Furthermore, without any statistical tests, I think it is plain to the eye that the LIBOR series is unnaturally smooth in the latter half, particularly when compared to the Treasury Bill series. Thus the hypothesis if neutral transmission of policy rates to market rates is rejected from 1996 onwards. I would suggest that something was going on with LIBOR since at least that date!

 

Back to an Old Friend — LIBOR

by Graham Giller July 28, 2012 15:37

When I started working for the PDT group in 1996, Peter Muller assigned me the task of building a model to forecast and trade Eurodollar futures. This was from inside what became a star statistical arbitrage group and had nothing to do with that. Our model was to include structural as well as autoregressive features, and so one task that needed to be done was to compute forward curves for LIBOR for all possible delivery maturies, not just those represented by today's tradable eurodollar futures. To build that curve, we wanted a spot rate — 3m LIBOR.

But I never used LIBOR to build my curves. I found that it had statistical anomalies compared to the projected behaviour one would expect from the deep and liquid Eurodollar futures market. It was too sticky — quotes didn't change as much as they should — and this injected errors into the model for predicting the motions of the Eurodollar futures market itself. I concluded that LIBOR, a tool of brokers seeking to attract business rather than a record of actual transactions, was just biased and incorrect. As somebody building a trading model I just moved on.

However, when I heard that the members of the BBA had been caught in the act of manipulating the LIBOR quotes — let's just say, I wasn't very suprised. But I do not believe the story that this all started in 2008 to “save the world.”

Suppose there was a cartel that assembled quotes from members and subsequently punished those that provided outlier quotes to the assembled mean. However, add to this the economic factor these quotes can generate business for members and quoting too far from their idiosyncratic “true” value would also cause economic distress. I believe that this dynamic would create a stochastic process of mean reversion to a consensus level, an Ornstein-Uhlenbeck process, coupled to stochastic but serially correlated jumps in that level. The dynamic being that the punishment for outliers causes cartel members to seek a common consensus, but the pain of being “wong” is sometimes too much for an individual member and they are finally forced to change their quote — causing a jump in the level. That jump permits other members to also change their next quote to catch up with the establishing consensus and the level change exhibits serial correlation as members converge on that true level.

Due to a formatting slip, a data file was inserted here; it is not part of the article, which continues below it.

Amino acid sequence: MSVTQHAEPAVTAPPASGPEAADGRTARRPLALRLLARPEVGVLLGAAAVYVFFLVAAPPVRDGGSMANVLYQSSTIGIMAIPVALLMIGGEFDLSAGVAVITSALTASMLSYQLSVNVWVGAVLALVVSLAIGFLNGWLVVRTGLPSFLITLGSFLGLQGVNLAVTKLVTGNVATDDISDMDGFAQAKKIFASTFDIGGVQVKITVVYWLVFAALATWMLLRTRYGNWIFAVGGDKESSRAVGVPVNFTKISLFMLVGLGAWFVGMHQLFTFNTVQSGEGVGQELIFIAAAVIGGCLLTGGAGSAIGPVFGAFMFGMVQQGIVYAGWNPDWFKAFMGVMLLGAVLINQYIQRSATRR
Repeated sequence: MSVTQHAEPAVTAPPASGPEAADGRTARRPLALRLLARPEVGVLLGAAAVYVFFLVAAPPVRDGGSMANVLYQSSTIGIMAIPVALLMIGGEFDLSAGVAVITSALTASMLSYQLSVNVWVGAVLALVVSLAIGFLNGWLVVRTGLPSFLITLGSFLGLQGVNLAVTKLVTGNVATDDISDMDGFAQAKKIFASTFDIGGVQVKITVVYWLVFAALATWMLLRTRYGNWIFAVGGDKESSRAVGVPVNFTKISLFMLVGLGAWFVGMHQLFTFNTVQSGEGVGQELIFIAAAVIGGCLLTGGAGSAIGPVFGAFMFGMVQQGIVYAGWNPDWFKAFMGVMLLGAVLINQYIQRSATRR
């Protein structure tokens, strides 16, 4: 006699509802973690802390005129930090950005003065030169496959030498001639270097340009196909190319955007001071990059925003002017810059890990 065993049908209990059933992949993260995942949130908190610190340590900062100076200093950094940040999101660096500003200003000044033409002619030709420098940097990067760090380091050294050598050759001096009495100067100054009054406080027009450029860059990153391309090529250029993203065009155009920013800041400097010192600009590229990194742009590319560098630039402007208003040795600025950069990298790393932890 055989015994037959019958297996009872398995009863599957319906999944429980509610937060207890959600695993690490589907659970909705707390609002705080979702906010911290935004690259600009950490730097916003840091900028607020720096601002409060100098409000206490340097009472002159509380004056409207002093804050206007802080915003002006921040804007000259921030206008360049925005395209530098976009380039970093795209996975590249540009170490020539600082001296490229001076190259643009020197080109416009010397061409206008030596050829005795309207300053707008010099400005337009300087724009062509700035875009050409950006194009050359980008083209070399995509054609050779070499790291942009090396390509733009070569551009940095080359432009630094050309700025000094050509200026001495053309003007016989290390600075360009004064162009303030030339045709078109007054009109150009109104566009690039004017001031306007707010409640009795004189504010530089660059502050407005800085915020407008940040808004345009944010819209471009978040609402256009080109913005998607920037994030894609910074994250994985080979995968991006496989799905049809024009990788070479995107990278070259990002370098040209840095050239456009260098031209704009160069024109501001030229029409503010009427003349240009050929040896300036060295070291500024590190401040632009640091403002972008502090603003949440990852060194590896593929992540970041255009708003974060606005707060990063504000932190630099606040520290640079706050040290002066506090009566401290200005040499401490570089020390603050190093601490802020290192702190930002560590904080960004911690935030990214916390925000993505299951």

In practice that would lead to “sticky” quotes on the aggregate coupled with jumps to new levels with the jumps being autocorrelated. And that distorted process, and its interference in the transfer of policy interest rates to market interest rates, should be exhibited in the data. We should be able to find the sticky fingerprints in the LIBOR series iteself.

 

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About the Author

Graham Giller - Headshot GRAHAM GILLER
Dr. Giller holds a doctorate from Oxford University in experimental elementary particle physics. His field of research was statistical astronomy using high energy cosmic rays. After leaving Oxford, he worked in the Process Driven Trading Group at Morgan Stanley, as a strategy researcher and portfolio manager. He then ran a CTA/CPO firm which concentrated on trading eurodollar futures using statistical models. From 2004, he has managed a private family investment office. In 2009, he joined a California based hedge fund startup, concentrating on high frequency alpha and volatility forecasting. My updated resume is on LinkedIn.